Few books can be summed up in a single word but Josie Jeffery’s Seedbombs: Going Wild with Flowers is one of them. What’s the word? That would be charming. Charmingly written, charmingly pretty illustrations and most important of all, an utterly charming idea. Not that the concept of seed bombing is entirely Jeffery’s own, although she has expanded on it. No, as Seedbombs illustrates, seed bombing has a long and interesting history. And despite hippyish connotations, they aren’t just for dreadlocked types. As the book makes plain, seed bombing is something everyone can do.
So what is a seedbomb? As Jeffery explains, making them means mixing some seeds with a bit of compost and water, then forming it into little balls which can then be launched at whatever patch of soil you fancy. Because the seeds already have their own little starter pack (plus protection courtesy of the compost) they’re much more likely to flourish. It’s also much more fun than bog standard seed sprinkling and great for getting children involved in gardening. The real beauty of seed bombing though, is its potential to transform local eyesores into something spectacular, along with the community spirit it engenders. Witness, for instance, the train driver whose purple foxglove seedbombs are livening up the journeys of thousands of commuters. Other committed seedbombers include groups such as Glasgow Guerrilla Gardening (strapline: Resistance is Fertile) and London’s guerrilla gardening ‘cells’. Both have organised seed bombing campaigns, which have transformed derelict building sites and shabby roundabouts; boosting community pride into the bargain. And of course, as Jeffery notes, thousands of gardens have been beautified thanks to the power of the seedbomb.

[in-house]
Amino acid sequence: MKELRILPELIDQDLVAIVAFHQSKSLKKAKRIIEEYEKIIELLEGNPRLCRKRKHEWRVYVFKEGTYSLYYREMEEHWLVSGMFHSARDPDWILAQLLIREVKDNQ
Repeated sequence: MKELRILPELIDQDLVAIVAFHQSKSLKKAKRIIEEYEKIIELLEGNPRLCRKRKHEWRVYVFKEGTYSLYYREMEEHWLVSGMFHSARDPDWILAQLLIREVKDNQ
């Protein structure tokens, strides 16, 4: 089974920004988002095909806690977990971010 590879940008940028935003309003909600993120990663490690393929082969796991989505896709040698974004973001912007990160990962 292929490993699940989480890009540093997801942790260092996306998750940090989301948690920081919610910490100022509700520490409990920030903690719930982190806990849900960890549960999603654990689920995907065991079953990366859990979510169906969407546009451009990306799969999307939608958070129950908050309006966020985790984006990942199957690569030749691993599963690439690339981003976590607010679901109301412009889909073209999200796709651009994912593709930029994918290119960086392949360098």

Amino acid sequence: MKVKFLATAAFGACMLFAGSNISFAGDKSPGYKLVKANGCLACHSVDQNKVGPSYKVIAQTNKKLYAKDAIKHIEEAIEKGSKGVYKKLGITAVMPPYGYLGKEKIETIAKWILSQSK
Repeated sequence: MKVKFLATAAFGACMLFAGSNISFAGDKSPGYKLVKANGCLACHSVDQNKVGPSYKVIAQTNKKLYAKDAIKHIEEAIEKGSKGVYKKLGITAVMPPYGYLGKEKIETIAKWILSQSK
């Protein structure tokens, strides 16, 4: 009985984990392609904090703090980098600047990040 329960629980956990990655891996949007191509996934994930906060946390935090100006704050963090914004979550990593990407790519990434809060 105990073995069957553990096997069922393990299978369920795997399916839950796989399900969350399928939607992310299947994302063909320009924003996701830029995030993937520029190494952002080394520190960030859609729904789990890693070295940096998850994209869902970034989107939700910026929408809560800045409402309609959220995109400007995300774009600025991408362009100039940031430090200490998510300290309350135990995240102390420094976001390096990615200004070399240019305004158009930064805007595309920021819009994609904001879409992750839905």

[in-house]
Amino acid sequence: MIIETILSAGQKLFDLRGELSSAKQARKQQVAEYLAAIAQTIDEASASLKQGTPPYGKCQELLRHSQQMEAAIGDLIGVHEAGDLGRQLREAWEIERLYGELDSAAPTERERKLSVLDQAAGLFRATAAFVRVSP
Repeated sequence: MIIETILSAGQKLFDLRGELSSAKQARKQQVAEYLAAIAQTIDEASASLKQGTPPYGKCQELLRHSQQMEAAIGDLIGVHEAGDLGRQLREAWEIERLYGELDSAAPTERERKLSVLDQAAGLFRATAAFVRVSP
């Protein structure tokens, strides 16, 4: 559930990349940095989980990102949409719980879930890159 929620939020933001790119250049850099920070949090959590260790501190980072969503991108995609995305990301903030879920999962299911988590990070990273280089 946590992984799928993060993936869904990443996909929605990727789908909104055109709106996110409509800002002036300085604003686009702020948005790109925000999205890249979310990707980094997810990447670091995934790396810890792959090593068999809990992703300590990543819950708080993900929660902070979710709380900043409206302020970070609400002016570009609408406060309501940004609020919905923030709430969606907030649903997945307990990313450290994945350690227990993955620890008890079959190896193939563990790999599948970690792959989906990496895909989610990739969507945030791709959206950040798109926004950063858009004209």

The book itself has plenty of information on ways to get involved but also has an entertaining list of do’s and don’ts, some obvious (seedbombs are not a weapon) and some not (try vegetables). It’s also got a number of seedbomb recipes – yes, there are more than one – and some quirky seed combos. How about turning your local derelict building site into a healing garden for example? Jeffery has some botanical suggestions along with a useful key that covers such things as the plant’s conservation status, its uses and the likelihood of it taking over the entire area. Not every plant is an obvious choice either. Yes, there’s a page on poppies and another on purple foxglove, but there’s also one on the prettily named Betony and also on quirkier species such as Lady’s Bedstraw. Jeffery, a professional gardener by trade, also provides plenty of handy hints for less-than-green fingered, although experienced gardeners might find them a bit simplistic. But then, this isn’t really a book for the gardening obsessive. Instead it’s a call to arms for the amateur planter and the community spirited to get out and beautify the local area using seedbombs as the weapon of choice. Gardener’s World it ain’t but Big Society in action? Definitely. Watch and learn, David Cameron.
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